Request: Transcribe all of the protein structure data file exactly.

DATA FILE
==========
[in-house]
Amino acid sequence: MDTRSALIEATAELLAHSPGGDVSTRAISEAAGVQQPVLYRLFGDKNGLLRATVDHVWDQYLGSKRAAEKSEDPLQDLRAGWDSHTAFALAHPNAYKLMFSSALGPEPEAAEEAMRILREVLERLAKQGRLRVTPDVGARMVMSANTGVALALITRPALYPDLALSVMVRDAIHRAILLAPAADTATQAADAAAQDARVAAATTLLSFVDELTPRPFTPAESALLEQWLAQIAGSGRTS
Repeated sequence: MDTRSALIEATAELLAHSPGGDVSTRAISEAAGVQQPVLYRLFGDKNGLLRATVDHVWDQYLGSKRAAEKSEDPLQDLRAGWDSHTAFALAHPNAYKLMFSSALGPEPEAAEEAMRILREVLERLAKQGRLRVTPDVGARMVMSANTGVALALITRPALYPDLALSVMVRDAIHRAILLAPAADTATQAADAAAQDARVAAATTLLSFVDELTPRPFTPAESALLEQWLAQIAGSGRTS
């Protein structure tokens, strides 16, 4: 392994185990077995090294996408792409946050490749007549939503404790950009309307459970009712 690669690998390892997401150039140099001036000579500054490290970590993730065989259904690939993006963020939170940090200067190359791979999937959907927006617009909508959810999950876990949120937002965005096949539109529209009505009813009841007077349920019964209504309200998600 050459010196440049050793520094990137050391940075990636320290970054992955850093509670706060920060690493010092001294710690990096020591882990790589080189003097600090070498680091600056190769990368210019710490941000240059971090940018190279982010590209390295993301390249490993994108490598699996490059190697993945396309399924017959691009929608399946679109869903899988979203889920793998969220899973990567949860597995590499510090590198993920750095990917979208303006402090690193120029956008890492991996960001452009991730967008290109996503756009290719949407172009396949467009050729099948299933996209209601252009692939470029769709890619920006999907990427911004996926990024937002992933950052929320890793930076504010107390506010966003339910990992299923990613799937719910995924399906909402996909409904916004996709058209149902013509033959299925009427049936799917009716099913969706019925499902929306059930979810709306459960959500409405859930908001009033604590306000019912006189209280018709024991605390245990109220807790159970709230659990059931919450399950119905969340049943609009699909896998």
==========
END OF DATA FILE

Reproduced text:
[in-house]
Amino acid sequence: MDTRSALIEATAELLAHSPGGDVSTRAISEAAGVQQPVLYRLFGDKNGLLRATVDHVWDQYLGSKRAAEKSEDPLQDLRAGWDSHTAFALAHPNAYKLMFSSALGPEPEAAEEAMRILREVLERLAKQGRLRVTPDVGARMVMSANTGVALALITRPALYPDLALSVMVRDAIHRAILLAPAADTATQAADAAAQDARVAAATTLLSFVDELTPRPFTPAESALLEQWLAQIAGSGRTS
Repeated sequence: MDTRSALIEATAELLAHSPGGDVSTRAISEAAGVQQPVLYRLFGDKNGLLRATVDHVWDQYLGSKRAAEKSEDPLQDLRAGWDSHTAFALAHPNAYKLMFSSALGPEPEAAEEAMRILREVLERLAKQGRLRVTPDVGARMVMSANTGVALALITRPALYPDLALSVMVRDAIHRAILLAPAADTATQAADAAAQDARVAAATTLLSFVDELTPRPFTPAESALLEQWLAQIAGSGRTS
């Protein structure tokens, strides 16, 4: 392994185990077995090294996408792409946050490749007549939503404790950009309307459970009712 690669690998390892997401150039140099001036000579500054490290970590993730065989259904690939993006963020939170940090200067190359791979999937959907927006617009909508959810999950876990949120937002965005096949539109529209009505009813009841007077349920019964209504309200998600 050459010196440049050793520094990137050391940075990636320290970054992955850093509670706060920060690493010092001294710690990096020591882990790589080189003097600090070498680091600056190769990368210019710490941000240059971090940018190279982010590209390295993301390249490993994108490598699996490059190697993945396309399924017959691009929608399946679109869903899988979203889920793998969220899973990567949860597995590499510090590198993920750095990917979208303006402090690193120029956008890492991996960001452009991730967008290109996503756009290719949407172009396949467009050729099948299933996209209601252009692939470029769709890619920006999907990427911004996926990024937002992933950052929320890793930076504010107390506010966003339910990992299923990613799937719910995924399906909402996909409904916004996709058209149902013509033959299925009427049936799917009716099913969706019925499902929306059930979810709306459960959500409405859930908001009033604590306000019912006189209280018709024991605390245990109220807790159970709230659990059931919450399950119905969340049943609009699909896998």